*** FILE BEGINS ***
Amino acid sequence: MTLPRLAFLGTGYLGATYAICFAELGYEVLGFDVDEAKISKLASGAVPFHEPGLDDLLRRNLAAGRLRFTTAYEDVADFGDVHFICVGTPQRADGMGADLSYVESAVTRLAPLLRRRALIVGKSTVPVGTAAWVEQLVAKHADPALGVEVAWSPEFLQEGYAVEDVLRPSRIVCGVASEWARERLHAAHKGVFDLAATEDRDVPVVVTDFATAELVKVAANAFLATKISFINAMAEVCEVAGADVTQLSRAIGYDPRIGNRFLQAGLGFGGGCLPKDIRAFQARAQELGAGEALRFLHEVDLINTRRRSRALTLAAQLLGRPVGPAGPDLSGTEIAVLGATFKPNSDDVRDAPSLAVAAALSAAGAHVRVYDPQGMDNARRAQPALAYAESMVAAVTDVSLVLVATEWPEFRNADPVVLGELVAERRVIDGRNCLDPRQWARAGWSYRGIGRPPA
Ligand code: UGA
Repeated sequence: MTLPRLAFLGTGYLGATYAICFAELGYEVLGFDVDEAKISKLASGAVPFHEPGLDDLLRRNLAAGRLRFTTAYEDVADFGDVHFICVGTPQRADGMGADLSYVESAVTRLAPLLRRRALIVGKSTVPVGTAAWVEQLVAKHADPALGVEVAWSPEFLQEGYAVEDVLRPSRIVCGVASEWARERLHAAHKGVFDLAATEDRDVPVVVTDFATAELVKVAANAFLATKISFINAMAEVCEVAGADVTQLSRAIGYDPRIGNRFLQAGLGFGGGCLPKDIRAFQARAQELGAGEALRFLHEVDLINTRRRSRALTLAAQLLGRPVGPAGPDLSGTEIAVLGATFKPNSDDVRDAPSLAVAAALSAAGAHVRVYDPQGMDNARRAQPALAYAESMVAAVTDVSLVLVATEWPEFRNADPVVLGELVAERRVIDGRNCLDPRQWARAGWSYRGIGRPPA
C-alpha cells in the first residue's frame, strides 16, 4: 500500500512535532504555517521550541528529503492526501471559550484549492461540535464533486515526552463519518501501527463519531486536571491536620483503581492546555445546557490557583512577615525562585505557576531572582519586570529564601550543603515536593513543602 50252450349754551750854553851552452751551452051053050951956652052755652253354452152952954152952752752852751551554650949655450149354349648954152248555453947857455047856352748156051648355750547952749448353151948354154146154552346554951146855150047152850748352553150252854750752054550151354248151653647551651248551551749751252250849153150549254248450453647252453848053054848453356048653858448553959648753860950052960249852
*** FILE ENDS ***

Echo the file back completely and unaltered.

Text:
Amino acid sequence: MTLPRLAFLGTGYLGATYAICFAELGYEVLGFDVDEAKISKLASGAVPFHEPGLDDLLRRNLAAGRLRFTTAYEDVADFGDVHFICVGTPQRADGMGADLSYVESAVTRLAPLLRRRALIVGKSTVPVGTAAWVEQLVAKHADPALGVEVAWSPEFLQEGYAVEDVLRPSRIVCGVASEWARERLHAAHKGVFDLAATEDRDVPVVVTDFATAELVKVAANAFLATKISFINAMAEVCEVAGADVTQLSRAIGYDPRIGNRFLQAGLGFGGGCLPKDIRAFQARAQELGAGEALRFLHEVDLINTRRRSRALTLAAQLLGRPVGPAGPDLSGTEIAVLGATFKPNSDDVRDAPSLAVAAALSAAGAHVRVYDPQGMDNARRAQPALAYAESMVAAVTDVSLVLVATEWPEFRNADPVVLGELVAERRVIDGRNCLDPRQWARAGWSYRGIGRPPA
Ligand code: UGA
Repeated sequence: MTLPRLAFLGTGYLGATYAICFAELGYEVLGFDVDEAKISKLASGAVPFHEPGLDDLLRRNLAAGRLRFTTAYEDVADFGDVHFICVGTPQRADGMGADLSYVESAVTRLAPLLRRRALIVGKSTVPVGTAAWVEQLVAKHADPALGVEVAWSPEFLQEGYAVEDVLRPSRIVCGVASEWARERLHAAHKGVFDLAATEDRDVPVVVTDFATAELVKVAANAFLATKISFINAMAEVCEVAGADVTQLSRAIGYDPRIGNRFLQAGLGFGGGCLPKDIRAFQARAQELGAGEALRFLHEVDLINTRRRSRALTLAAQLLGRPVGPAGPDLSGTEIAVLGATFKPNSDDVRDAPSLAVAAALSAAGAHVRVYDPQGMDNARRAQPALAYAESMVAAVTDVSLVLVATEWPEFRNADPVVLGELVAERRVIDGRNCLDPRQWARAGWSYRGIGRPPA
C-alpha cells in the first residue's frame, strides 16, 4: 500500500512535532504555517521550541528529503492526501471559550484549492461540535464533486515526552463519518501501527463519531486536571491536620483503581492546555445546557490557583512577615525562585505557576531572582519586570529564601550543603515536593513543602 50252450349754551750854553851552452751551452051053050951956652052755652253354452152952954152952752752852751551554650949655450149354349648954152248555453947857455047856352748156051648355750547952749448353151948354154146154552346554951146855150047152850748352553150252854750752054550151354248151653647551651248551551749751252250849153150549254248450453647252453848053054848453356048653858448553959648753860950052960249852